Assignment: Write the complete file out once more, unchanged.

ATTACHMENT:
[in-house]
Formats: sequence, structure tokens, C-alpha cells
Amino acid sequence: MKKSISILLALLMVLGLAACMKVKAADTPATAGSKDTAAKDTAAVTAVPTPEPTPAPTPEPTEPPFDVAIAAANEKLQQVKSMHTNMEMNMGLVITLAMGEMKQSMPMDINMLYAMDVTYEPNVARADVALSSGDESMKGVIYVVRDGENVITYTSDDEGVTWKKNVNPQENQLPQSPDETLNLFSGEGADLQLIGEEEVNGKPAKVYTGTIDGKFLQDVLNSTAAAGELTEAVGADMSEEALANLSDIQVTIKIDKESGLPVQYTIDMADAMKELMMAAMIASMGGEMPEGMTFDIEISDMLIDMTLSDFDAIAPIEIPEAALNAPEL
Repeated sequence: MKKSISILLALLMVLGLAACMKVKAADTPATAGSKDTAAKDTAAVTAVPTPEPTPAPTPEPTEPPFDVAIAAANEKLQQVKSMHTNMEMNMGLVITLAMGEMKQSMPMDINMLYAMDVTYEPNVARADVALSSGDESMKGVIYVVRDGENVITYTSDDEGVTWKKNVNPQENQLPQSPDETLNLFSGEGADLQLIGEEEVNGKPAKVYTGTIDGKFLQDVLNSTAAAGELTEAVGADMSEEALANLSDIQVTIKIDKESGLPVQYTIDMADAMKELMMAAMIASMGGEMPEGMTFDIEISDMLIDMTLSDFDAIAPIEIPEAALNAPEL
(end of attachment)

[in-house]
Formats: sequence, structure tokens, C-alpha cells
Amino acid sequence: MKKSISILLALLMVLGLAACMKVKAADTPATAGSKDTAAKDTAAVTAVPTPEPTPAPTPEPTEPPFDVAIAAANEKLQQVKSMHTNMEMNMGLVITLAMGEMKQSMPMDINMLYAMDVTYEPNVARADVALSSGDESMKGVIYVVRDGENVITYTSDDEGVTWKKNVNPQENQLPQSPDETLNLFSGEGADLQLIGEEEVNGKPAKVYTGTIDGKFLQDVLNSTAAAGELTEAVGADMSEEALANLSDIQVTIKIDKESGLPVQYTIDMADAMKELMMAAMIASMGGEMPEGMTFDIEISDMLIDMTLSDFDAIAPIEIPEAALNAPEL
Repeated sequence: MKKSISILLALLMVLGLAACMKVKAADTPATAGSKDTAAKDTAAVTAVPTPEPTPAPTPEPTEPPFDVAIAAANEKLQQVKSMHTNMEMNMGLVITLAMGEMKQSMPMDINMLYAMDVTYEPNVARADVALSSGDESMKGVIYVVRDGENVITYTSDDEGVTWKKNVNPQENQLPQSPDETLNLFSGEGADLQLIGEEEVNGKPAKVYTGTIDGKFLQDVLNSTAAAGELTEAVGADMSEEALANLSDIQVTIKIDKESGLPVQYTIDMADAMKELMMAAMIASMGGEMPEGMTFDIEISDMLIDMTLSDFDAIAPIEIPEAALNAPEL